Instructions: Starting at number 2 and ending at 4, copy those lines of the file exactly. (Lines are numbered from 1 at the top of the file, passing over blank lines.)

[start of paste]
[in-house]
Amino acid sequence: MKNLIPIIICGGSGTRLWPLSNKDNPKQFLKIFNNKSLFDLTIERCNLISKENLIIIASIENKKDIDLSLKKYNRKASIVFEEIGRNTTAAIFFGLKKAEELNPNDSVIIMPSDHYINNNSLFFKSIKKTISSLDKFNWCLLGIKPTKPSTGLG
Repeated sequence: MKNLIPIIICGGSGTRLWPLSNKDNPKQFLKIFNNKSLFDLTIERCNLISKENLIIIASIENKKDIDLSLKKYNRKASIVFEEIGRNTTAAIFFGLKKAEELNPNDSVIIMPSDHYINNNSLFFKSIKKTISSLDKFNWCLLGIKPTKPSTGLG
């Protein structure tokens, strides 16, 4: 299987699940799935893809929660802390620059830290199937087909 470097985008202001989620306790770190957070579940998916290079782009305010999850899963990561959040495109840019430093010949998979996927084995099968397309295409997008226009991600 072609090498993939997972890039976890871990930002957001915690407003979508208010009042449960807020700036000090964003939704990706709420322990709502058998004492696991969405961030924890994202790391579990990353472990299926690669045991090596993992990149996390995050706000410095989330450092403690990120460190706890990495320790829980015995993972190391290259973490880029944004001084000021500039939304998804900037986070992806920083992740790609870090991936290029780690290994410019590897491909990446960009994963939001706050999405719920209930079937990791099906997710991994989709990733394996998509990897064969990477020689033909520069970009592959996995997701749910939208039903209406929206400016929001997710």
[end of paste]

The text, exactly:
Amino acid sequence: MKNLIPIIICGGSGTRLWPLSNKDNPKQFLKIFNNKSLFDLTIERCNLISKENLIIIASIENKKDIDLSLKKYNRKASIVFEEIGRNTTAAIFFGLKKAEELNPNDSVIIMPSDHYINNNSLFFKSIKKTISSLDKFNWCLLGIKPTKPSTGLG
Repeated sequence: MKNLIPIIICGGSGTRLWPLSNKDNPKQFLKIFNNKSLFDLTIERCNLISKENLIIIASIENKKDIDLSLKKYNRKASIVFEEIGRNTTAAIFFGLKKAEELNPNDSVIIMPSDHYINNNSLFFKSIKKTISSLDKFNWCLLGIKPTKPSTGLG
């Protein structure tokens, strides 16, 4: 299987699940799935893809929660802390620059830290199937087909 470097985008202001989620306790770190957070579940998916290079782009305010999850899963990561959040495109840019430093010949998979996927084995099968397309295409997008226009991600 072609090498993939997972890039976890871990930002957001915690407003979508208010009042449960807020700036000090964003939704990706709420322990709502058998004492696991969405961030924890994202790391579990990353472990299926690669045991090596993992990149996390995050706000410095989330450092403690990120460190706890990495320790829980015995993972190391290259973490880029944004001084000021500039939304998804900037986070992806920083992740790609870090991936290029780690290994410019590897491909990446960009994963939001706050999405719920209930079937990791099906997710991994989709990733394996998509990897064969990477020689033909520069970009592959996995997701749910939208039903209406929206400016929001997710």